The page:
free app


If you haven’t visited Sydney before, deciding where to live will probably be one of your main concerns. The deciding factors are usually budget, distance you are willing to commute from your workplace and the type of lifestyle you prefer.

  • Budget:  Sydney is expensive. A study by financial Service firm UBS, rated Sydney as the 11th most expensive city to live in, ranking it above Paris, Los Angeles and Hong Kong. Rents can therefore come as a surprise to people relocating.  You can expect to pay a premium for housing closer to the city, beaches or transport links. Rental prices are quoted per week but most are paid monthly. This means $250 a week does not instantly equate to $1000 a month as there are a different amount of days in some months. This can make a difference to your assumed budget – so ensure you do the math.

$250 a week x 52 weeks a year = $13,000

$13,000 : 12 months in a year = $1,083 per month.

Websites such as and will give you an idea of size and quality of accommodation you can expect in different areas.

  • Distance to work: The distance one is willing to commute, where you work and your preferred mode of transport will all factor in to this decision. During rush hour driving in and out of the CBD can be slow but often leaving 20 minutes earlier or later can make a considerable difference. Trains tend to be the fastest mode of transport but Sydney is also well serviced by its bus and ferry network.

 To work out estimated commute times go to - this is a great website that allows you to enter your start destination (either by address, train station, bus stop or landmark) and time you need to arrive by and it will calculate travel routes available and times.

  • Lifestyle Factors: Lifestyle is the most personal of the three key decision making factors. For some having the beach on your doorstep or being walk to the local school matters most. For others it might be great shops, a bigger backyard or peace and quiet.

Eastern Suburbs Home to some pretty harbor-side suburbs as well as the iconic Bondi Beach (and the lesser known Bronte and Coogee beaches) the Eastern Suburbs are very popular and this is reflected in the prices. Try Potts Point or Surry Hills (cool cafés, bars and restaurants make it suitable for younger executives or those who like a little buzz in their neighbourhood), Woollahra and Paddington (Pretty terrace houses, stylish boutiques, close to Centennial park), Bronte, Clovelly or Coogee (if you want the beachside laid back lifestyle), Double Bay, Bellevue Hill, Vaucluse (pretty harbor beaches, large family homes).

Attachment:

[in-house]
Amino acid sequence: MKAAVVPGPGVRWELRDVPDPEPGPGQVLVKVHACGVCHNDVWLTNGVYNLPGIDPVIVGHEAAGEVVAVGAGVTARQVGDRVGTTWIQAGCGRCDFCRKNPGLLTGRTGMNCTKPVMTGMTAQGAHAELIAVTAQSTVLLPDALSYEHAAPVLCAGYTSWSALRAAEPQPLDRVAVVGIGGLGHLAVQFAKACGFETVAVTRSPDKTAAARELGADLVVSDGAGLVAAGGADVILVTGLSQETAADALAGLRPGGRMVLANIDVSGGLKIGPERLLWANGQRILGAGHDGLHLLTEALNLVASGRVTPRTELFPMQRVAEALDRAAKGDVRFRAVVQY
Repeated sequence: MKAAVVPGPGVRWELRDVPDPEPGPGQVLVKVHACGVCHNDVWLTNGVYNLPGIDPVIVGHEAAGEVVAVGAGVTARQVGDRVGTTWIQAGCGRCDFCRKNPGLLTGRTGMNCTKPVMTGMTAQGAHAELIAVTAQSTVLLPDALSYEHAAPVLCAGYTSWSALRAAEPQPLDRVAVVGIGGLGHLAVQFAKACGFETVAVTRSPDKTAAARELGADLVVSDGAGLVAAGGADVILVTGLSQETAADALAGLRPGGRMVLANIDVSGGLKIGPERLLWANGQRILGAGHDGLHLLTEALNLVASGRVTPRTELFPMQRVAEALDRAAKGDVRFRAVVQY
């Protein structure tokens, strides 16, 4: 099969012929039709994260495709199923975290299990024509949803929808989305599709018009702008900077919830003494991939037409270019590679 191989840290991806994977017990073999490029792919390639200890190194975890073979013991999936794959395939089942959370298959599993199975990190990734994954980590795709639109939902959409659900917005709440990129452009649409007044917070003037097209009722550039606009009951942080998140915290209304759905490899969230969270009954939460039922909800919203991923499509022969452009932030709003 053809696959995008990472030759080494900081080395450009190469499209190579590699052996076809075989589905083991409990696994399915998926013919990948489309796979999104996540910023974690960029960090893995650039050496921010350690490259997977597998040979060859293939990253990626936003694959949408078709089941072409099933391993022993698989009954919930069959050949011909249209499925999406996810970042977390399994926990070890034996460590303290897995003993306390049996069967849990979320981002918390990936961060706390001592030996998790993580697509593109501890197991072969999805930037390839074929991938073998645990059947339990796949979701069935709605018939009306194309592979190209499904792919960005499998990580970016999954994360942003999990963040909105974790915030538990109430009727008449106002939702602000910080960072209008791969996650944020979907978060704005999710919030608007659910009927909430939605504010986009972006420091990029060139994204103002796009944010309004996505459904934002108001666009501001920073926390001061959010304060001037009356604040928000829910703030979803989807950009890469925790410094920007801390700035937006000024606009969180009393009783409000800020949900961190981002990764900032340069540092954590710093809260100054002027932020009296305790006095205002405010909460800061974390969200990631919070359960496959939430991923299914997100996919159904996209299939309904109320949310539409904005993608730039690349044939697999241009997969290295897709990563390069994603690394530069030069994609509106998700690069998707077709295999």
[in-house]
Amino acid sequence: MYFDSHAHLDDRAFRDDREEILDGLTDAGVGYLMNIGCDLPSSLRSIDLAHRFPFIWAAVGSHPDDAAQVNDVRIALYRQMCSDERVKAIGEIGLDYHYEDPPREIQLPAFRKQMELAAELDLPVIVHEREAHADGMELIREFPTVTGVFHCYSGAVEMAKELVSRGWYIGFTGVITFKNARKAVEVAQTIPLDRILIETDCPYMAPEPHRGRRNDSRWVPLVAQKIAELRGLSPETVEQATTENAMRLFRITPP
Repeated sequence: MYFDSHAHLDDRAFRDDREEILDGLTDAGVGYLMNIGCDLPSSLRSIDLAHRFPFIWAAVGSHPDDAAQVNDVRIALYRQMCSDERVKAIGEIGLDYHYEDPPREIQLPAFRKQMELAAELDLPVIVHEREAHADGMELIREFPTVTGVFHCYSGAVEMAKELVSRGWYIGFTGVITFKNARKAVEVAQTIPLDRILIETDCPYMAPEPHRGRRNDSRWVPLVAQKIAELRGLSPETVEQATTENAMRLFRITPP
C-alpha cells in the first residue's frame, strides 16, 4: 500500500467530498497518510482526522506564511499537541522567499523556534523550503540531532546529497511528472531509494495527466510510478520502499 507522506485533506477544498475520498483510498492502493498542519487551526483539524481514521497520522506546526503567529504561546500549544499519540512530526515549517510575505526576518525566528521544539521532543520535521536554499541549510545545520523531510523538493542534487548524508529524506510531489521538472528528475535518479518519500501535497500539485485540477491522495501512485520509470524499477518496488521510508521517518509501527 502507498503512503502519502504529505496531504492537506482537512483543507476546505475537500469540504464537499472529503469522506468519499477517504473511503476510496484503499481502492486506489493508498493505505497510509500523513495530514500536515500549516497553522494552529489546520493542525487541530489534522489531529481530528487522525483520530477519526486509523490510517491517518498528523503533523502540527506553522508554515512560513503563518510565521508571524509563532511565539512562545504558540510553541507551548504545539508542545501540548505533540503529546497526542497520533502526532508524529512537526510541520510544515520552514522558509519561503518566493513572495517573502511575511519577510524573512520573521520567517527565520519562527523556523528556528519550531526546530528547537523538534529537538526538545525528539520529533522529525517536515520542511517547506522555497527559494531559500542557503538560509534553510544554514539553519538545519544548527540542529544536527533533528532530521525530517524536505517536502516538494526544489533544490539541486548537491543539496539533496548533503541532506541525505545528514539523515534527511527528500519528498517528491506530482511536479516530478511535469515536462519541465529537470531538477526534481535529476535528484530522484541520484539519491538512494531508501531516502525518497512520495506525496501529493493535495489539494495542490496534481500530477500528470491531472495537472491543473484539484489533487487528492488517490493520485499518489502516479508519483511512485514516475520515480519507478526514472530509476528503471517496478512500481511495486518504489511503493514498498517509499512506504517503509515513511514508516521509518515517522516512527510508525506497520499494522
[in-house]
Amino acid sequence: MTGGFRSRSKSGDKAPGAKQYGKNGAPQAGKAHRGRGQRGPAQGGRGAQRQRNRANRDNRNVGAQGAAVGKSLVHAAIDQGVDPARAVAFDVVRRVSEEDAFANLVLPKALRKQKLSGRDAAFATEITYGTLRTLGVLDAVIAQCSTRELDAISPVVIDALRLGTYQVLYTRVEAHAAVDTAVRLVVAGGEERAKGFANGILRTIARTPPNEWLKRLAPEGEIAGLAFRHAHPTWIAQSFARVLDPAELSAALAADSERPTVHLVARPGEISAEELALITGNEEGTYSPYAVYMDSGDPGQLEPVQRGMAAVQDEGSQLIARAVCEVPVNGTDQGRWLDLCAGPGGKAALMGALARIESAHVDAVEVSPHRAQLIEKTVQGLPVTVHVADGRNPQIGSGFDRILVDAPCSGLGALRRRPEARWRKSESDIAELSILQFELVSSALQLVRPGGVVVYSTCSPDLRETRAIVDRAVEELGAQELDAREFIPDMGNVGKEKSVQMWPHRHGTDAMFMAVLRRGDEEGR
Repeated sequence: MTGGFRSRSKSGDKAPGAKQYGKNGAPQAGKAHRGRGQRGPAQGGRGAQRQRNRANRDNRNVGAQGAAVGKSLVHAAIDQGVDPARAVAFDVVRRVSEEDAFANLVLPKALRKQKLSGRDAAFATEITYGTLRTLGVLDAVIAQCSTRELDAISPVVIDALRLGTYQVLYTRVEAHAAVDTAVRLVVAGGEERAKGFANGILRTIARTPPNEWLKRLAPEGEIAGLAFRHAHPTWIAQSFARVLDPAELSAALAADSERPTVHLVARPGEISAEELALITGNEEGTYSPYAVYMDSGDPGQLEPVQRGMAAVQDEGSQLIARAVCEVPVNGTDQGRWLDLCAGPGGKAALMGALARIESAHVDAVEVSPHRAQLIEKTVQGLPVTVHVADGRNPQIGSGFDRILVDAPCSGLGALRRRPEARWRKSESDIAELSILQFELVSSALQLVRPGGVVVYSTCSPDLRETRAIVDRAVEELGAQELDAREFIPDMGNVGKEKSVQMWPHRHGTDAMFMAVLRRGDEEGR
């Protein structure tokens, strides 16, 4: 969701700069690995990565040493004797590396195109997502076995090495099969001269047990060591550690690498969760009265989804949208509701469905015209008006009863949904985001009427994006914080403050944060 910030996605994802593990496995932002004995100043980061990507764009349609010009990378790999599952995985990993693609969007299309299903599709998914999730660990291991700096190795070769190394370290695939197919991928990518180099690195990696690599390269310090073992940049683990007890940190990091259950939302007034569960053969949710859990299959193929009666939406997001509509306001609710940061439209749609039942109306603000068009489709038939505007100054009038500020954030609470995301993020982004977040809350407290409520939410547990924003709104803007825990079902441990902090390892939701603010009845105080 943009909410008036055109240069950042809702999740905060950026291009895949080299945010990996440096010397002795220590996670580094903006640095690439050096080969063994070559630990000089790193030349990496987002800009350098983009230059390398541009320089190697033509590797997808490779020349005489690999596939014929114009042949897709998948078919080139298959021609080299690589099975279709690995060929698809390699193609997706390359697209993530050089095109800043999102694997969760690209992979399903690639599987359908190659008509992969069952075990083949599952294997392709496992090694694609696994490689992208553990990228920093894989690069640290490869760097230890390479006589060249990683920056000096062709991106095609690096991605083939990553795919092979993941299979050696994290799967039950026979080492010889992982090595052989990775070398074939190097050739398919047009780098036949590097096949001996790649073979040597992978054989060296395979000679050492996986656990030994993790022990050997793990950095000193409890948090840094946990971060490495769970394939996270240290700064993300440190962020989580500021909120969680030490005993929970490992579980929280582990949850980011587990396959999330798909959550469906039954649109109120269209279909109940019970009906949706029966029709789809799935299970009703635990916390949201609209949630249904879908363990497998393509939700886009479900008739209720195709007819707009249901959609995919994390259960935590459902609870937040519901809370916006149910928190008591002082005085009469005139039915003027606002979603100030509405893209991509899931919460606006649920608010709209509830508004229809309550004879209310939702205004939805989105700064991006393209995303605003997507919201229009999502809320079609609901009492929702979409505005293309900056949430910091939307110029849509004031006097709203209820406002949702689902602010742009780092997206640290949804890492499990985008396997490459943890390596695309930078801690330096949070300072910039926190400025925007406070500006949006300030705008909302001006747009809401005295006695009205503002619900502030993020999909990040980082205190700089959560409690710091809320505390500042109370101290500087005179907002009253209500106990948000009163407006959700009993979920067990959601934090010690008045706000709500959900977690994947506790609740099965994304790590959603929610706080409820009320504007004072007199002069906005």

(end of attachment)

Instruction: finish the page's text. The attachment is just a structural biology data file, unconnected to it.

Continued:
The Inner West With a mixture of tree lined streets and made up of a series of vibrant villages, the inner west is Sydney’s groovier cousin. Prices vary in different areas but you should find a suburb that suits your lifestyle. Try: Pyrmont (15 walk to the city, popular with professionals, community feel), Annandale (Character homes in wide, leafy streets), Glebe ( a little left of centre, popular with students and laid back professionals),  Balmain (weekend farmers market, great shops, lots of neighbourhood pubs), Newtown (funky, grungy, culturally diverse) and surrounding areas.

The Lower North Shore Very popular with singles and families that love that it’s near the city (15 mins by bus or ferry) but feels set back and self contained- lots of shops, restaurants and beautiful Balmoral beach near by – less groovy – more wholesome. Try Milson’s Point, North Sydney, Neutral Bay, Cremorne and Mosman (apartments with views for executives and family homes with the yummy mummy brigade out in force).

The North Shore As you head up to the North Shore things get a little quieter and a lot leafier. This area is popular with families due to the slightly cheaper houses and abundance of good schools in the area. Perfect for those looking for a more country/less city lifestyle.  Try Roseville, Killara, Wahroonga, Gordon, St Ives and surrounding areas.